An excerpt from a homily for the memorial of St. Catherine of Siena
by Cardinal (then Archbishop) Stanislaw Rylko, President of the
Pontifical Council for the Laity, on April 29, 2006, at a retreat for members of
Communion and Liberation.
Christ Saves Us from Nothingness
Excerpt from a homily for the memorial of St. Catherine of Siena (April 29)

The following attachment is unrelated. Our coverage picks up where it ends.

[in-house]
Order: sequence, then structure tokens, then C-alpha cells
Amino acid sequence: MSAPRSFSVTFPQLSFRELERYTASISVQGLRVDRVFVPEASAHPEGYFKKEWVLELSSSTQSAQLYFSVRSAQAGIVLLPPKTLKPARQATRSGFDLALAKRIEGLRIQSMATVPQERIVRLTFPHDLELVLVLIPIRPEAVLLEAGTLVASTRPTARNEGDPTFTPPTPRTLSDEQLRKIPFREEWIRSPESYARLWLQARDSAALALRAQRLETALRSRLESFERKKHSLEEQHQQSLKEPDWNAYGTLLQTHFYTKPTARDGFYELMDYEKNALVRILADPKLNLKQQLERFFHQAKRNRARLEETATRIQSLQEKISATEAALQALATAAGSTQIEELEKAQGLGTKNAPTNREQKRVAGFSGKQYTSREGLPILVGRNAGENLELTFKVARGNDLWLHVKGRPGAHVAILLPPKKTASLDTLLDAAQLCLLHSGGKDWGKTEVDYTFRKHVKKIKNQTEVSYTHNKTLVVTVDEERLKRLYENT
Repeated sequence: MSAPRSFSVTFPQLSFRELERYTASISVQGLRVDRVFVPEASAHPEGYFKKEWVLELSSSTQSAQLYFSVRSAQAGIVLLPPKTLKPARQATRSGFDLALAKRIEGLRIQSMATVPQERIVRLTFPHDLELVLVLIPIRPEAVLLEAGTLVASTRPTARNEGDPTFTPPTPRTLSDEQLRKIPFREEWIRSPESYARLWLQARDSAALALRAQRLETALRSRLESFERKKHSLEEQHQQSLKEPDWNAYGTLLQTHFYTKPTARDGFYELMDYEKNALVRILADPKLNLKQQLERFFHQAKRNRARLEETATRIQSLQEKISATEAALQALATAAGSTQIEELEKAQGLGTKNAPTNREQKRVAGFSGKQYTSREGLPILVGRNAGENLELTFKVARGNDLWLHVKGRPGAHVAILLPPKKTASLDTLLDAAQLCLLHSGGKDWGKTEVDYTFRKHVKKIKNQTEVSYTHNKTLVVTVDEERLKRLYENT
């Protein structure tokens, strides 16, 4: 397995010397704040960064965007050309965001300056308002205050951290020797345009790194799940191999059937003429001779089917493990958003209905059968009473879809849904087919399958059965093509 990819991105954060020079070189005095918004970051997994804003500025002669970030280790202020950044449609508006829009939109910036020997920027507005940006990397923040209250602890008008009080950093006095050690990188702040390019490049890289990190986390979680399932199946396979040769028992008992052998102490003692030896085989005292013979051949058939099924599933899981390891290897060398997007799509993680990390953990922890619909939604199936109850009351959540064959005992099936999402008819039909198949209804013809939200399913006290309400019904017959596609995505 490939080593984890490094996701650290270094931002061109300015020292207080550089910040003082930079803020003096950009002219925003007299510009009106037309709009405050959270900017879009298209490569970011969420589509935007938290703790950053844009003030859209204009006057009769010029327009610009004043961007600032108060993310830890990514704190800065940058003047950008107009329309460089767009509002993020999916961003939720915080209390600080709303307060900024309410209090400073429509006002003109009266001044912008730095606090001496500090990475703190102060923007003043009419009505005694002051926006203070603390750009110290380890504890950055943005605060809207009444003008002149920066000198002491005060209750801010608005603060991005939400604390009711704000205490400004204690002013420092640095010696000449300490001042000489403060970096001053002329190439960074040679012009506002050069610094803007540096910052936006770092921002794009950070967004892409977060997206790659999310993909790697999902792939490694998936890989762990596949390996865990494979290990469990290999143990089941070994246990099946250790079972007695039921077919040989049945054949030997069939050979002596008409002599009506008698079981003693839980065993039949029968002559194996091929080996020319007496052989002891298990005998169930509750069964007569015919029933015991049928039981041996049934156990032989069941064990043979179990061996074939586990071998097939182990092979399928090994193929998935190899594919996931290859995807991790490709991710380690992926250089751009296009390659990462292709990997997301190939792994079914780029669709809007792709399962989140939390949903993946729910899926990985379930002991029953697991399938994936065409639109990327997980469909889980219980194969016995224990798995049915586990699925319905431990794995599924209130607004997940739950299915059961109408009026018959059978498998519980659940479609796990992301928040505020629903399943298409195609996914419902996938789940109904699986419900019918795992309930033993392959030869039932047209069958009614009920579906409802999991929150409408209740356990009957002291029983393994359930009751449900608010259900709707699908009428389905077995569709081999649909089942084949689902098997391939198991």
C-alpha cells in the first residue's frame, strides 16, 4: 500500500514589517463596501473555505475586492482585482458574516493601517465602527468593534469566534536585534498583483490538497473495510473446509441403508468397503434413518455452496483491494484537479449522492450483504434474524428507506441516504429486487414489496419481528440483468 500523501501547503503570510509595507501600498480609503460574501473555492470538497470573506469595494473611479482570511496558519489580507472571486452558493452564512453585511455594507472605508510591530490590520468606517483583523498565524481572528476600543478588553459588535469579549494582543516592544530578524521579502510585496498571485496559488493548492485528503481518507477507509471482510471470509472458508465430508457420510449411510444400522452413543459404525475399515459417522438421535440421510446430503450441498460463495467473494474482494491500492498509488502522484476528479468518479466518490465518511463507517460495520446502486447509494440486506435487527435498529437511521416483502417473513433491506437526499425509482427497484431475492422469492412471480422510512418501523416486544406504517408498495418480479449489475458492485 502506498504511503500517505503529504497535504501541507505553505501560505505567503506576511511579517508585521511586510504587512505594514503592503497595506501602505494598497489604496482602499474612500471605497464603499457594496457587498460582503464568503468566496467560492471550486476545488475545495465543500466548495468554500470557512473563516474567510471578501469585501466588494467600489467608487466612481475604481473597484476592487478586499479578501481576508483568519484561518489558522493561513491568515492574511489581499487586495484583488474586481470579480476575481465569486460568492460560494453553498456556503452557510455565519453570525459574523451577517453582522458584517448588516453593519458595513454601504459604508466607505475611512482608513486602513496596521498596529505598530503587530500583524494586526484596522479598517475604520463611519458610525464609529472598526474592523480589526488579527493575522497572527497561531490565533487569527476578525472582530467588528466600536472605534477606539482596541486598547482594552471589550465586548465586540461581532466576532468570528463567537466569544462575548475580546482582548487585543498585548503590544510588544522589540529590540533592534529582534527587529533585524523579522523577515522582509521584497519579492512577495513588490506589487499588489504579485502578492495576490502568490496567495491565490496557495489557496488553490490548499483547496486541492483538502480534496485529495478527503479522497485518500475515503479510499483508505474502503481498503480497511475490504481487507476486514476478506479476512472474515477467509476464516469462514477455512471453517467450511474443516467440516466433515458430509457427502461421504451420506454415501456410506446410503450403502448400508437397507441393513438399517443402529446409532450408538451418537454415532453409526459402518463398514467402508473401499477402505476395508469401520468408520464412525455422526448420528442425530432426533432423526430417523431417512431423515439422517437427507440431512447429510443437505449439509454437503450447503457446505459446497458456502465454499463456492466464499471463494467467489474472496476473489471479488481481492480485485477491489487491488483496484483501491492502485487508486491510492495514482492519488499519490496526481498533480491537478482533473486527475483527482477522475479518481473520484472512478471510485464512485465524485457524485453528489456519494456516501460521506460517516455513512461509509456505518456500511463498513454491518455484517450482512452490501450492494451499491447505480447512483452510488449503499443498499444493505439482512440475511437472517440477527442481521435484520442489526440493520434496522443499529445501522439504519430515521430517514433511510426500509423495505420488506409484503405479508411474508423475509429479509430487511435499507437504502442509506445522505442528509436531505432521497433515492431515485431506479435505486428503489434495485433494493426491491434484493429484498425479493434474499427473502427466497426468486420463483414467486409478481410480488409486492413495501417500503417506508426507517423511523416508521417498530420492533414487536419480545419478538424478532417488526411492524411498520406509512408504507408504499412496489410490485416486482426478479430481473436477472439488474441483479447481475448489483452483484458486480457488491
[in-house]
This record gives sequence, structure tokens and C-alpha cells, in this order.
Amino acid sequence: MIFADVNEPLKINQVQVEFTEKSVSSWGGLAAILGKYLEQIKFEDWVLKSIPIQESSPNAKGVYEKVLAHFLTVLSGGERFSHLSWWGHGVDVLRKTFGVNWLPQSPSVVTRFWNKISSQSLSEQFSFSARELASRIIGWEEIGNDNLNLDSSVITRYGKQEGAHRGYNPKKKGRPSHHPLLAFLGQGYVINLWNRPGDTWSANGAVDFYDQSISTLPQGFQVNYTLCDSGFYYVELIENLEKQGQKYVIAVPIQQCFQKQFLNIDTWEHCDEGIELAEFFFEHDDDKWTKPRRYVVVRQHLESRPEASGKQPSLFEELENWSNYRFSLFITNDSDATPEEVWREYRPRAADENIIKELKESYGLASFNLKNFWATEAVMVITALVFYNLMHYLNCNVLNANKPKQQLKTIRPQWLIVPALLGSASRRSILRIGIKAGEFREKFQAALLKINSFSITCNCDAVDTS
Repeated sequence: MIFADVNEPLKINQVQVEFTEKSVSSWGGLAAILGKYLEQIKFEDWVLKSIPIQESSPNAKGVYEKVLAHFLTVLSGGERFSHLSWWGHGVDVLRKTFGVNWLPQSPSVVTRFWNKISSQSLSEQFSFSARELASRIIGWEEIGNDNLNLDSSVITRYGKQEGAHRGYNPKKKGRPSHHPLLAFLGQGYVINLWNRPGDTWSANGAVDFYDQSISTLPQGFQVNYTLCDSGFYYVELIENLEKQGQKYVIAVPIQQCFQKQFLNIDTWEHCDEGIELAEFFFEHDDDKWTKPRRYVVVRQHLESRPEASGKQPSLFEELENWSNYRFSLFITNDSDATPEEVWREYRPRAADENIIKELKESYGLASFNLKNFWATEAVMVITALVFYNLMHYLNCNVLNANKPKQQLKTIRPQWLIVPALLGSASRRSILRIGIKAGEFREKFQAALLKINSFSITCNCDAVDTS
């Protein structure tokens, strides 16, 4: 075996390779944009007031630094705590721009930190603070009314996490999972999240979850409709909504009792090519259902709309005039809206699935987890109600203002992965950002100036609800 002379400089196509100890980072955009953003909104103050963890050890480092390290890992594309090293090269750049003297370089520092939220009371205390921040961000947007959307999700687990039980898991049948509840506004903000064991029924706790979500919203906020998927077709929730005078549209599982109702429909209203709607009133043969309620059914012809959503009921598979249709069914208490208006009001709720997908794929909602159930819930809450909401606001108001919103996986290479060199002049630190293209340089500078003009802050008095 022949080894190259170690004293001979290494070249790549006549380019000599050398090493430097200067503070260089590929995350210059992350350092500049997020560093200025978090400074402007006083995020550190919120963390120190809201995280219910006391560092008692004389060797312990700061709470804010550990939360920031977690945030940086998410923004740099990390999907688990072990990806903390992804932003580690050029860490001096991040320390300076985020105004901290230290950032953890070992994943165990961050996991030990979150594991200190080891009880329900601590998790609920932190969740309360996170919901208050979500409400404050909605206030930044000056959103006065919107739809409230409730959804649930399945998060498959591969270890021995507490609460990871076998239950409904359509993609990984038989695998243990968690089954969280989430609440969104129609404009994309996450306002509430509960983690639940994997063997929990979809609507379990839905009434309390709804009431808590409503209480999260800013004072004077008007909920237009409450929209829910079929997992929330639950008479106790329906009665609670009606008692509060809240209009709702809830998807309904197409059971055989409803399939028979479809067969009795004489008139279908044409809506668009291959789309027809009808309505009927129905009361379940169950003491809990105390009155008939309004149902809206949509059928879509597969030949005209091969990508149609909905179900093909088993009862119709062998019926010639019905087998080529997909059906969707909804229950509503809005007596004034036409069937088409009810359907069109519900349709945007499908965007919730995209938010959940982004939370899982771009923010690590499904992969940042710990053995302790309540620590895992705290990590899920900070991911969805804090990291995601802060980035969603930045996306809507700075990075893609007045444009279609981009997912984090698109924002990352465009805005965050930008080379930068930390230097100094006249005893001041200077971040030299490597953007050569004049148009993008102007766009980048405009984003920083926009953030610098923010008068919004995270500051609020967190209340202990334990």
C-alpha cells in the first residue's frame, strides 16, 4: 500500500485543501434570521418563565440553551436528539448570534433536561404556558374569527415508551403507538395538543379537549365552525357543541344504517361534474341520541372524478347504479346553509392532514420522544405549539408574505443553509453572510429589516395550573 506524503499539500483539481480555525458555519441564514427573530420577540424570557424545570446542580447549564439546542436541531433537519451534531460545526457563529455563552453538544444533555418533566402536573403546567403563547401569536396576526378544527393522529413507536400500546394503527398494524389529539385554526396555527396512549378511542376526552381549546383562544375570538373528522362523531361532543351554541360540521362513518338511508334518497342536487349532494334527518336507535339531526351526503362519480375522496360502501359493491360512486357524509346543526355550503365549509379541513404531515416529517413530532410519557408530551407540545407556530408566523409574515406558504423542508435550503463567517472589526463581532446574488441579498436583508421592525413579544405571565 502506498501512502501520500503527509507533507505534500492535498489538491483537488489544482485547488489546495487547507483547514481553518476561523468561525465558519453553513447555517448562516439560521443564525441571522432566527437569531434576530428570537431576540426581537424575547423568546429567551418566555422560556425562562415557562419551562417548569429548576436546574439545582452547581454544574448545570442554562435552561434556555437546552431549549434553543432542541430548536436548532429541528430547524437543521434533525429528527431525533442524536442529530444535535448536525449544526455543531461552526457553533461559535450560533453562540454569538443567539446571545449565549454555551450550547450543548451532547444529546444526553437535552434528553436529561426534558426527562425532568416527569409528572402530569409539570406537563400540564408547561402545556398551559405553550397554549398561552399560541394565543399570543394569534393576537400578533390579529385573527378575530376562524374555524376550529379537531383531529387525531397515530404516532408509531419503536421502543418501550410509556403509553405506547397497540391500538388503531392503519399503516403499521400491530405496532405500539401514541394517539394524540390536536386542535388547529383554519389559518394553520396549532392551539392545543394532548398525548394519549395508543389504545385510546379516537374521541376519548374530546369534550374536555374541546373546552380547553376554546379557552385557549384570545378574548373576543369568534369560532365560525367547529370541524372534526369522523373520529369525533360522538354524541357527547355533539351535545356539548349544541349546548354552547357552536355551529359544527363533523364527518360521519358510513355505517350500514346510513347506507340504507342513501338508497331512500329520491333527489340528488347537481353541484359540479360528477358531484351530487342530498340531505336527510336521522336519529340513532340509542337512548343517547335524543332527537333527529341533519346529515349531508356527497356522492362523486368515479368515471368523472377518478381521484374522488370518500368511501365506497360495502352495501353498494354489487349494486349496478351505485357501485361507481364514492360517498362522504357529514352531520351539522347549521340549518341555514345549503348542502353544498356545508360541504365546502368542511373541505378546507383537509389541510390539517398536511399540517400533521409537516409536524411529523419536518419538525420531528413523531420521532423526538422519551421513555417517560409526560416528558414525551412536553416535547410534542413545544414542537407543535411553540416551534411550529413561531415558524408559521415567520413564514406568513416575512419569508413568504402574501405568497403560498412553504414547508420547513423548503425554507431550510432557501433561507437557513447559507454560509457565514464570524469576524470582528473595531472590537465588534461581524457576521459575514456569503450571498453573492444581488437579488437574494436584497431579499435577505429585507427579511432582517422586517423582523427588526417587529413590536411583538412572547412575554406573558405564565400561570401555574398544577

“If we truly walk in the light, writes St. John, we are in communion with each other. We all need this companionship, and we particularly need the companionship of the saints, masters of life from whom so much can be learned. Today, the Church celebrates the Feast of St. Catherine of Siena, a Doctor of the Church and the Patroness of Italy. A humble Third Order Dominican, Catherine influenced not only the life of her country, but the life of the Church in a dark era for the papacy. A point of reference and critical conscience for the popes and for the mighty of her times, powerfully present in the vicissitudes of the world and the Church, Catherine was a great contemplative whom God introduced into the abysses of His mystery! She wrote of her intimate experience of Mystery, “You, eternal Trinity, are like a profound sea, in which the more I search, the more I find; and the more I find, the more my thirst for seeking You increases. You are insatiable, and the soul, sating herself in your abyss, is not sated, because the hunger for You remains. I long for You more and more, O eternal Trinity, desiring to see You with the light of your light. I have tasted and seen your abyss with the light of the intellect in your light, O eternal Trinity” (Dialogue, also known as Treatise on Divine Providence). This is an extraordinary mystical commentary on the words of John, “God is light; in Him there is no darkness” (1 Jn 1:5). Like the wise virgins of the Gospel parable, Catherine is full of the wisdom that comes from on high, and has a great deal to teach twenty-first century men and women, afflicted with a deleterious activism, thinking we are living intensely, when instead we are losing our life. This saint shows all of us how contemplation is an indispensable dimension of the life of the baptized. The sensitivity to the ephemeral, typical of our times and our societies, also contaminates Christians, and we often forget that there is only one way not to “lose life in living,” not to let ourselves be stripped of what we are: living strongly anchored in God, grafted onto Him like the branches of a vine, living, that is, as true contemplatives. Today there is a widespread, erroneous conception of contemplation as escape from reality. It isn’t like this. The opposite is true: contemplation of the Mystery is the light that drives away the darkness and enables us to see more, and better; therefore, it is the way for finding ourselves again as creatures, as persons, as children of God, the way for finding our own life again. “He is your Lord, bow down before Him” (Ps 45 :12), we have repeated in the responsorial psalm. Man is never so much himself, never so great, as when he prostrates himself in contemplation before the fascinating mystery of God. It is precisely this act of prostration that exalts man’s dignity, making him the true subject of his actions, making him truly present where the life of the world is pulsing. I experience this every time I go to visit the Trappists at the Vitorchiano Monastery, immersed in contemplative prayer and extraordinarily present at the heart of the world and the Church. Spiritual exercises are a special occasion for rediscovering in contemplation a fundamental dimension of our Christian life. Contemplation is not something optional or incidental; rather, it is a necessary gesture for all Christians, be they laypersons, religious, or priests. We are all called to become ‘contemplatives in action’!”